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Broom factory at Wyo. prison opening to visitors

Broom factory at Wyo. prison opening to visitors

The days were long, the work repetitive and the conditions rough. But for prisoners, the opportunity to work in the Wyoming Territorial Prison's broom factory was probably better than passing time in a cell.
Now the operators of the historic site want visitors to get a taste of old-fashioned prison labor. The state recently completed a two-year restoration of the wooden building, which sits next to the stone prison that housed Butch Cassidy.
Officials are building a hands-on exhibit inside the building, where visitors can make brooms using replicas of the original tools the prisoners toiled over. They hope to debut the exhibit when the park opens for its summer season.
"This was a very functional building so we wanted to have that feel in here," site curator Teresa Sherwood said as she pointed out pieces of original equipment and recently purchased bales of broom corn.
Site superintendent Tom Lindmier said the Wyoming Department of State Parks and Cultural Resources spent $1.1 million on the project.
The prison held convicts from across the Wyoming territory from 1872 until 1903. After it closed, the University of Wyoming used the 190-acre grounds as a stock farm, with the broom factory as a sheep barn, until 1989.
Without photos of the original factory's interior, historians relied on inventories of prison equipment taken in 1891 and 1897, as well as records and photos of other broom factories to get an idea of how the Laramie Broom Company operated, Sherwood said.
She said the factory was run by a lessee, who bid for a state contract to operate the prison's industries. Revenues went toward operating the factory and helping to cover other prison expenses, but the inmates were not paid.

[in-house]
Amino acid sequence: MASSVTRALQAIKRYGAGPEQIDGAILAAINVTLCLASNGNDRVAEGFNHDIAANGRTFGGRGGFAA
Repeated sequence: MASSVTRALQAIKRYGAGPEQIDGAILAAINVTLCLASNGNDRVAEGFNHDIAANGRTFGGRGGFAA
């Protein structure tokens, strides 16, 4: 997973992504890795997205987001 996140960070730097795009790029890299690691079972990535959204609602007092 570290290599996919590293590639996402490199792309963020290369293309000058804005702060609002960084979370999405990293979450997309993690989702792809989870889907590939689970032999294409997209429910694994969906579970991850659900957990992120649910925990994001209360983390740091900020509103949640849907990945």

Restoring the building proved to be a challenge because additional barn space tacked on during the livestock years had to be carefully removed without knocking over the original structure, Lindmier said. The project's directors wrestled with keeping the building's original materials and structure while following modern safety and access codes.
The exhibit will display pieces of the wood and metal broom-making tools believed to be part of the original factory. The tools were dropped off more than 20 years ago at the Fort Bridger State Historic Site near Evanston, about 280 miles west of here, by a man who said his father bought them at a prison auction in Rawlins at an unknown time, Lindmier said.
"I just love the idea that this is the real piece _ a prisoner worked on it every day," Sherwood said.
Records indicate the broom factory churned out up to 720 brooms per day in 1900, she said. They were shipped by boxcar to stores as far as away as San Francisco. Original labels discovered on site show that the brooms were labeled for specific retailers, such as the Wheatland Cash Store.
"It doesn't say the Laramie Broom Company or anything about prison so there wouldn't be any guilt in the consumer's mind about supporting prison labor," Sherwood said. "(The prisoners) weren't being paid, so their brooms would be much cheaper than a family business."
The Territorial Prison's new exhibit will also highlight other industries that took place inside the stockade walls. Among them are taxidermy, cigar-making, furniture-making, leather goods, farming and baking.
"As an individual entered the prison, one of the things they were screened for was their talent: `What can you do?'" Sherwood said.
Starting next summer, visitors will get to try their hand at a little prison industry. And then, thankfully, continue on with their tour.


Updated : 2021-10-24 09:12 GMT+08:00